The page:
We are fortunate to have a first hand account of the Big Wind, written in her dairy by my 3x great aunt Charlotte Keane. Charlotte lived a privileged life as a member of the landed gentry class. Her family home, Beech Park, near Ennis in county Clare is a ruin now, but would have been a grand home back in 1839. Hugh Weir, in his book "The Houses of Clare", describes Beech Park as a 2-storey building of 3 bays, situated on 17 acres of tree-scattered parkland.
There is a picture of Beechpark in better times in the Clare Library Foto collection.
At the time this event occurred, Charlotte's father, Robert Keane, was an invalid and confined to bed. She describes his concern for those exposed to the storm at sea, and his fear that the house would lose its roof. Robert Keane passed away 4 months after this, in May 1839. Charlotte's brother, Giles, was an Army Colonel serving in India. He died in 1867.
Here is Charlotte's account:
THE NIGHT OF THE BIG WIND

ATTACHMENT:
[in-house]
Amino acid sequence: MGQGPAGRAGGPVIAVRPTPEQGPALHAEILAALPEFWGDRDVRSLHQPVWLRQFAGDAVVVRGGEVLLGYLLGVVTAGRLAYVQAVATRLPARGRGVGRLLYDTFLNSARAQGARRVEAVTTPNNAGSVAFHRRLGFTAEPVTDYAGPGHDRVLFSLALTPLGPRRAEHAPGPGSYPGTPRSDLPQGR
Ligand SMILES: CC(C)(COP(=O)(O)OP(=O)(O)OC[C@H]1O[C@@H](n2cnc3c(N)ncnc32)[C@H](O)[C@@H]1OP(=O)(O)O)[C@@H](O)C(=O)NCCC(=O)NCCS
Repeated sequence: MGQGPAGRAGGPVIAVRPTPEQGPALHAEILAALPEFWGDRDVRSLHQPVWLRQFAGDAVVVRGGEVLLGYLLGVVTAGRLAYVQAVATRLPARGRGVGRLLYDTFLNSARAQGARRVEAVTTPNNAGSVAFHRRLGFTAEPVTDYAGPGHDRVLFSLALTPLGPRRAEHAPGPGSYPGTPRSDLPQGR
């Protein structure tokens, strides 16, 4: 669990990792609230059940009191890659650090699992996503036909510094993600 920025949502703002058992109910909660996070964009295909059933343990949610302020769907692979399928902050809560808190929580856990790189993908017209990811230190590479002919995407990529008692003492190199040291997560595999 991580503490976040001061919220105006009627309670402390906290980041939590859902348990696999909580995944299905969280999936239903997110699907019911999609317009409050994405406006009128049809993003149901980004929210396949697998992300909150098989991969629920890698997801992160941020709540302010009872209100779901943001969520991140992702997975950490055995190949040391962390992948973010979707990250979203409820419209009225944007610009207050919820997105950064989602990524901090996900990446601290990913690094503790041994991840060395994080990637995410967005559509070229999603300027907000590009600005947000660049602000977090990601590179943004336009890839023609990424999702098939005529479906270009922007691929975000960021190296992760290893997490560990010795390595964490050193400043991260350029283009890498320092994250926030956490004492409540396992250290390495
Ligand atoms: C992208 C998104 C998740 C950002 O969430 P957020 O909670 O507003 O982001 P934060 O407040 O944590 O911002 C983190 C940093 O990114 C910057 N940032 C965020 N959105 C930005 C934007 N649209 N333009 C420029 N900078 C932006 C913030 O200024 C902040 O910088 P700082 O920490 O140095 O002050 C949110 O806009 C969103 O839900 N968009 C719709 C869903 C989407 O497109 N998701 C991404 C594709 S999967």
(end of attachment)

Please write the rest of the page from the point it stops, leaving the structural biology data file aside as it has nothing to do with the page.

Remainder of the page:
From the diary of Charlotte Keane
6th January 1839
Sunday, wet day. No reading after Mamma had prayers, settling news paper, an unprofitable and not happy Sabbath. After tea, the rain we had all day ended in a high storm, and at 11 it blew indeed what the sailors call – a whole gale of wind, and at 12 a terrific storm which continued without 10 minutes cessation until 5 in the morning. It would be useless to attempt description of that awful night outside doors. But the roar of the wind in the chimney in the Parlour at 11 p.m, when Mamma left the room, frightened me so that I could not remain alone. Robert, fortunately being in the house, every means was tried to keep the house safe, and while he and I were going from window to window, dear Pappa was sitting up in bed, and constantly praying aloud for the poor creatures on the sea. Bob and I being the only two at home, we had enough to do that night, the huge mattress of the front room bed he put in the Lobby window, and settled Mary Duggan and Biddy supporting it with long sweeping-brushes, but snug enough, they sat on the stairs. But no human being could be snug that night, that heard it, and felt it, as we did at Beech Park.